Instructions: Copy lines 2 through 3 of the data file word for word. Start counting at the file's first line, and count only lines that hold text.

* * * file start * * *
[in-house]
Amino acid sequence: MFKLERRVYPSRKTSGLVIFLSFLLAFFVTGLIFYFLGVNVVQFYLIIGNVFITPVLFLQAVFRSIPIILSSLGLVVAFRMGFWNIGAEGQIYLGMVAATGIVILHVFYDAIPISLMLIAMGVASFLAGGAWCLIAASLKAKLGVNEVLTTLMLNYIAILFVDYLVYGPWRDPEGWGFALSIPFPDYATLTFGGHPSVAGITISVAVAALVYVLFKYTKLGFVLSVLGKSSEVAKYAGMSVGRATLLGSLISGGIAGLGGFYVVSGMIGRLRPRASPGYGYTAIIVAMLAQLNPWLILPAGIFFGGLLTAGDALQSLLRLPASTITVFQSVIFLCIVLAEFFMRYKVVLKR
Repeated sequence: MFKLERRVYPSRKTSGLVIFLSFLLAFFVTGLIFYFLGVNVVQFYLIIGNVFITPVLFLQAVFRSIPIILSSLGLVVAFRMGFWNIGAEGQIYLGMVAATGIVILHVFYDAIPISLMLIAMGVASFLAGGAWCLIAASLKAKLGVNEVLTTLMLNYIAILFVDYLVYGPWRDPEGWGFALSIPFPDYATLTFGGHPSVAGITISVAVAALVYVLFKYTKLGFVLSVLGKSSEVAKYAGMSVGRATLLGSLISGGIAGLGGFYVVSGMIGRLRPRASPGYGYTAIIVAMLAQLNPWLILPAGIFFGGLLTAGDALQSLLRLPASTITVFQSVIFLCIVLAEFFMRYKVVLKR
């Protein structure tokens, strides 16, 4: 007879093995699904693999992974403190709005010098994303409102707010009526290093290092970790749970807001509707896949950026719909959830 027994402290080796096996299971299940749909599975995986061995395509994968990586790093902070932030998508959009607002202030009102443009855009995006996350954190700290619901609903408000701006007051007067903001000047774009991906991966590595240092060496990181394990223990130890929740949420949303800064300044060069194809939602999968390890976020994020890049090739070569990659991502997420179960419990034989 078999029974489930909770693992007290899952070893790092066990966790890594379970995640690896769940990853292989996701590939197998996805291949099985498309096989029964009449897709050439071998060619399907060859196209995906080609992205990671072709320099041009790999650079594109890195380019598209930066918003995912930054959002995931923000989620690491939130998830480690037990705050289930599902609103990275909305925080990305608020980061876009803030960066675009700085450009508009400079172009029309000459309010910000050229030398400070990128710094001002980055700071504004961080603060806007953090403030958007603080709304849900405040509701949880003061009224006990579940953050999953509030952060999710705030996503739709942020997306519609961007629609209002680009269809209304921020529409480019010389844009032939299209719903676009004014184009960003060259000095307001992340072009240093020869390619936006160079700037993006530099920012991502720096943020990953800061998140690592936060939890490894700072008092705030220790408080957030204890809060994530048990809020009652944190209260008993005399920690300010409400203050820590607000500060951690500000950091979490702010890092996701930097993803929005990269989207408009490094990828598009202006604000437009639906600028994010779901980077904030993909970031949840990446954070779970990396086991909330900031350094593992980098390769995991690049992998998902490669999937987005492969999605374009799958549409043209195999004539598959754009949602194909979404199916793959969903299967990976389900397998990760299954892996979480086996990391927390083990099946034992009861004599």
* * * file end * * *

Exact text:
Amino acid sequence: MFKLERRVYPSRKTSGLVIFLSFLLAFFVTGLIFYFLGVNVVQFYLIIGNVFITPVLFLQAVFRSIPIILSSLGLVVAFRMGFWNIGAEGQIYLGMVAATGIVILHVFYDAIPISLMLIAMGVASFLAGGAWCLIAASLKAKLGVNEVLTTLMLNYIAILFVDYLVYGPWRDPEGWGFALSIPFPDYATLTFGGHPSVAGITISVAVAALVYVLFKYTKLGFVLSVLGKSSEVAKYAGMSVGRATLLGSLISGGIAGLGGFYVVSGMIGRLRPRASPGYGYTAIIVAMLAQLNPWLILPAGIFFGGLLTAGDALQSLLRLPASTITVFQSVIFLCIVLAEFFMRYKVVLKR
Repeated sequence: MFKLERRVYPSRKTSGLVIFLSFLLAFFVTGLIFYFLGVNVVQFYLIIGNVFITPVLFLQAVFRSIPIILSSLGLVVAFRMGFWNIGAEGQIYLGMVAATGIVILHVFYDAIPISLMLIAMGVASFLAGGAWCLIAASLKAKLGVNEVLTTLMLNYIAILFVDYLVYGPWRDPEGWGFALSIPFPDYATLTFGGHPSVAGITISVAVAALVYVLFKYTKLGFVLSVLGKSSEVAKYAGMSVGRATLLGSLISGGIAGLGGFYVVSGMIGRLRPRASPGYGYTAIIVAMLAQLNPWLILPAGIFFGGLLTAGDALQSLLRLPASTITVFQSVIFLCIVLAEFFMRYKVVLKR